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December 25, 2014 1:49 am

Exodus on Screen (REVIEW)

avatar by Jason Stack / JNS.org

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Christian Bale as Moses in Exodus: Gods and Kings. Photo: Screenshot.

JNS.org The story of the Exodus from Egypt is a tale as old as time itself, to borrow a turn of phrase. It’s retold every Passover, both at the seder table and whenever “The Ten Commandments” is aired on television. But the latest adaptation—Ridley Scott’s epic film, “Exodus: Gods and Kings”—fails to meet expectations.

Scott’s “Exodus” alters the source material to service the story and ground the tale, but the attempt to reinvent the biblical narrative becomes laughable. Moses (Christian Bale) saves the life of his adoptive brother Ramses (Joel Edgerton) during a battle with a Hittite army, recalling an earlier prophecy that the skeptic Moses laughed off. He learns of his lineage from Nun (Sir Ben Kingsley), which leads to his exile by the now-Pharaoh Ramses II. During this nine-year exile, Moses has a child with Zipporah (Maria Valverde) and climbs a forbidden mountain—only to hit his head, see a burning bush, and get a request from a child messenger of God. Moses’s return to Memphis (Lower Egypt’s capital, not the hometown of Elvis) and demand for Ramses to pay the slaves or let them go leads to guerrilla warfare, hangings and arson by Ramses, and the Ten (Attempted To Be Rationally Explained) Plagues from God. Ramses relents and Moses gets the freed slaves to safety across the gradually receding Red Sea before a tsunami of epic proportions fills the sea—rather than the sea being parted.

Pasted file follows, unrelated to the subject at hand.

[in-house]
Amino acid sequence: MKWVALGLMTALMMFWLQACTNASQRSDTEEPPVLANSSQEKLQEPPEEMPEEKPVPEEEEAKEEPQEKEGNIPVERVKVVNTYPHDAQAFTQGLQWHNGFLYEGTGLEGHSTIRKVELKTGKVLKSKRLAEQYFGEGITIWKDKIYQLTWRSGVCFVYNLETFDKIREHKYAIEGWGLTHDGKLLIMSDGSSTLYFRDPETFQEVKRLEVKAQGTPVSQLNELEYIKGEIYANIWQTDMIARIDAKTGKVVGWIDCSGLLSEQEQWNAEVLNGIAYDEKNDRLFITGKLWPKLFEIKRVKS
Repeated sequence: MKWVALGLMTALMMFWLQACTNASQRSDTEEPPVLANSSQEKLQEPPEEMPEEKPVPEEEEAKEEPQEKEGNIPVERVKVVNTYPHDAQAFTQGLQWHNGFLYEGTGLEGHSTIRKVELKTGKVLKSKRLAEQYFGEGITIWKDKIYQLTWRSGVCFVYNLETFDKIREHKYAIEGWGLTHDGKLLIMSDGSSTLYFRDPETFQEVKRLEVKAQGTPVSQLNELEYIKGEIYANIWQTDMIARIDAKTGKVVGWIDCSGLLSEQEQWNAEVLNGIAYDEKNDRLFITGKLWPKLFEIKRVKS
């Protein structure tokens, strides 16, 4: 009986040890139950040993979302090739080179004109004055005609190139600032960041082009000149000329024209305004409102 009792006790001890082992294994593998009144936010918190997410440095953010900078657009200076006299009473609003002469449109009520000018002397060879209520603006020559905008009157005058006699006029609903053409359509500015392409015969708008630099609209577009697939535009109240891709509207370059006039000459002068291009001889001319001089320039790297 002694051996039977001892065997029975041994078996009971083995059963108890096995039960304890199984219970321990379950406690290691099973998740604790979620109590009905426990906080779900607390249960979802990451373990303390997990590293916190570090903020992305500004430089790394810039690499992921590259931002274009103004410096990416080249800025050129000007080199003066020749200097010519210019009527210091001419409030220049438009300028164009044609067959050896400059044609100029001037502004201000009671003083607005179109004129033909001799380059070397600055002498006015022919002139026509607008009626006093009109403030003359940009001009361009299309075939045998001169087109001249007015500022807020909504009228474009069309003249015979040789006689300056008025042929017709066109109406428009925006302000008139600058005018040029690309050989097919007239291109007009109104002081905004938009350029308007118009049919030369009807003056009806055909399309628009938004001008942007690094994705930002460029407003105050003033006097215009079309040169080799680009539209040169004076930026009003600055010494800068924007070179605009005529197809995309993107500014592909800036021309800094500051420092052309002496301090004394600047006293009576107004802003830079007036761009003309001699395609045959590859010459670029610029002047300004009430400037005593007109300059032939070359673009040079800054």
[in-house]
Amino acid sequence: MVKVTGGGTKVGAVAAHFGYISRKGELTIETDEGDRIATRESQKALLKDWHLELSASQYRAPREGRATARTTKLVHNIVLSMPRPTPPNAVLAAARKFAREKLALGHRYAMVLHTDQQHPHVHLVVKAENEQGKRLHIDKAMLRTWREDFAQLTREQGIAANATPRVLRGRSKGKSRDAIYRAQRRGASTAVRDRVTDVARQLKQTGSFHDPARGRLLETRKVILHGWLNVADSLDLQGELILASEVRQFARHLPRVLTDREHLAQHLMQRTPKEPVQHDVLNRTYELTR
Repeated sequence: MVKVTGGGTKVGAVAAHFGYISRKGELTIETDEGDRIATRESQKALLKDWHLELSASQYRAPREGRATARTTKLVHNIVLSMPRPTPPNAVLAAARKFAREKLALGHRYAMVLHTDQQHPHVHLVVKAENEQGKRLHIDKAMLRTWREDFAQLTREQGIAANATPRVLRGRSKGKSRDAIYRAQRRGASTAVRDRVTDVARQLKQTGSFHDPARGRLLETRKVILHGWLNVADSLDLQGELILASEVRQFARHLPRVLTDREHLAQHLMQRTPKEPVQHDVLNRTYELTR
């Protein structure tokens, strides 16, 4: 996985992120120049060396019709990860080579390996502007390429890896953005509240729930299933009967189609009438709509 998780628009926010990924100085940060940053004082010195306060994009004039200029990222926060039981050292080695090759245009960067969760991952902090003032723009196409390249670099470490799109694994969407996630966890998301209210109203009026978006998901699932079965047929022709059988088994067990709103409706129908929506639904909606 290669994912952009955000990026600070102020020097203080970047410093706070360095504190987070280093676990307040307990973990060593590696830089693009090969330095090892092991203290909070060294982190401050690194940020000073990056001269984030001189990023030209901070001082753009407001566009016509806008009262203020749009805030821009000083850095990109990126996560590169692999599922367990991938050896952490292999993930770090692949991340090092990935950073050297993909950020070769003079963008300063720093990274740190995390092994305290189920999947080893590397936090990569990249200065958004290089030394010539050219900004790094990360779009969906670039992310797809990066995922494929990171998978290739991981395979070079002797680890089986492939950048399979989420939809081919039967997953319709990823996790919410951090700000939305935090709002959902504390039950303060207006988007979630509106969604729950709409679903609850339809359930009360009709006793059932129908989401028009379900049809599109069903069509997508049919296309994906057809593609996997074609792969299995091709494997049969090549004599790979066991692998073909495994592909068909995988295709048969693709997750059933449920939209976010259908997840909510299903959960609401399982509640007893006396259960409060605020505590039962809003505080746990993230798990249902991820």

There’s nothing to spoil about a film like “Exodus.” It’s in the same camp as Darren Aronofsky’s “Noah.” The plots of both films have been in the public consciousness for centuries, so there’s little that reinvention or “fresh” adaptations can accomplish. Instead, “Exodus” yields an awkward experiment with trying to rationalize supernatural biblical events like the burning bush, the messenger, the plagues, and the parting of the Red Sea. The bush and the messenger are treated throughout the film as psychosis from Moses’s head injury, an advisor to Pharaoh works to connect six of the 10 plagues, and the sea-level changes are attributed to an underwater earthquake (inspired by a similar real-life incident, according to Scott).

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The film itself is full of holes and missed opportunities in its two-and-a-half-hour runtime. Characters go unnamed, Moses’s speech impediment from the Midrash is left out, and the talents of big-name actors Sir Ben Kingsley, Sigourney Weaver, John Turturro, and Aaron Paul are wasted. And that doesn’t even touch upon Scott’s controversial decision to cast white actors to play Middle Eastern and North African biblical figures, which garnered talk of boycotting the film late last summer, or the inconsistent accents.